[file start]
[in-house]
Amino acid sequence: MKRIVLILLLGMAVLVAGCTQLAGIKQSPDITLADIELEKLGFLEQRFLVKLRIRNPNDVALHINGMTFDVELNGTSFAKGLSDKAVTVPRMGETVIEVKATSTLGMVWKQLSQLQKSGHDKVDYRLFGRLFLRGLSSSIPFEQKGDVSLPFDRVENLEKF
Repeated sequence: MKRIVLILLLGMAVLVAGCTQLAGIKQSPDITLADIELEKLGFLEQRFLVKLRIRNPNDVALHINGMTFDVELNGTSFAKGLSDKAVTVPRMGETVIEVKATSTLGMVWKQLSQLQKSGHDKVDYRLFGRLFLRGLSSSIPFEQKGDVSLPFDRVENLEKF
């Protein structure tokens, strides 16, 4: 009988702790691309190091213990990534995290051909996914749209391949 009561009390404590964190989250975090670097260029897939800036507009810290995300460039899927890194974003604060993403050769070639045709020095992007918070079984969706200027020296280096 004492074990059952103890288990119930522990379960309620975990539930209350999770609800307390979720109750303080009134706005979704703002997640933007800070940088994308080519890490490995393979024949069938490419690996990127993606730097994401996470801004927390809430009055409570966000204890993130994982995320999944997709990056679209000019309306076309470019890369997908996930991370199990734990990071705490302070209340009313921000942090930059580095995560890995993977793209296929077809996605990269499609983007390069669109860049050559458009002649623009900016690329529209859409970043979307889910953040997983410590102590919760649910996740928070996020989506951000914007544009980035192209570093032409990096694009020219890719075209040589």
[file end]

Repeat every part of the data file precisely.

[in-house]
Amino acid sequence: MKRIVLILLLGMAVLVAGCTQLAGIKQSPDITLADIELEKLGFLEQRFLVKLRIRNPNDVALHINGMTFDVELNGTSFAKGLSDKAVTVPRMGETVIEVKATSTLGMVWKQLSQLQKSGHDKVDYRLFGRLFLRGLSSSIPFEQKGDVSLPFDRVENLEKF
Repeated sequence: MKRIVLILLLGMAVLVAGCTQLAGIKQSPDITLADIELEKLGFLEQRFLVKLRIRNPNDVALHINGMTFDVELNGTSFAKGLSDKAVTVPRMGETVIEVKATSTLGMVWKQLSQLQKSGHDKVDYRLFGRLFLRGLSSSIPFEQKGDVSLPFDRVENLEKF
């Protein structure tokens, strides 16, 4: 009988702790691309190091213990990534995290051909996914749209391949 009561009390404590964190989250975090670097260029897939800036507009810290995300460039899927890194974003604060993403050769070639045709020095992007918070079984969706200027020296280096 004492074990059952103890288990119930522990379960309620975990539930209350999770609800307390979720109750303080009134706005979704703002997640933007800070940088994308080519890490490995393979024949069938490419690996990127993606730097994401996470801004927390809430009055409570966000204890993130994982995320999944997709990056679209000019309306076309470019890369997908996930991370199990734990990071705490302070209340009313921000942090930059580095995560890995993977793209296929077809996605990269499609983007390069669109860049050559458009002649623009900016690329529209859409970043979307889910953040997983410590102590919760649910996740928070996020989506951000914007544009980035192209570093032409990096694009020219890719075209040589």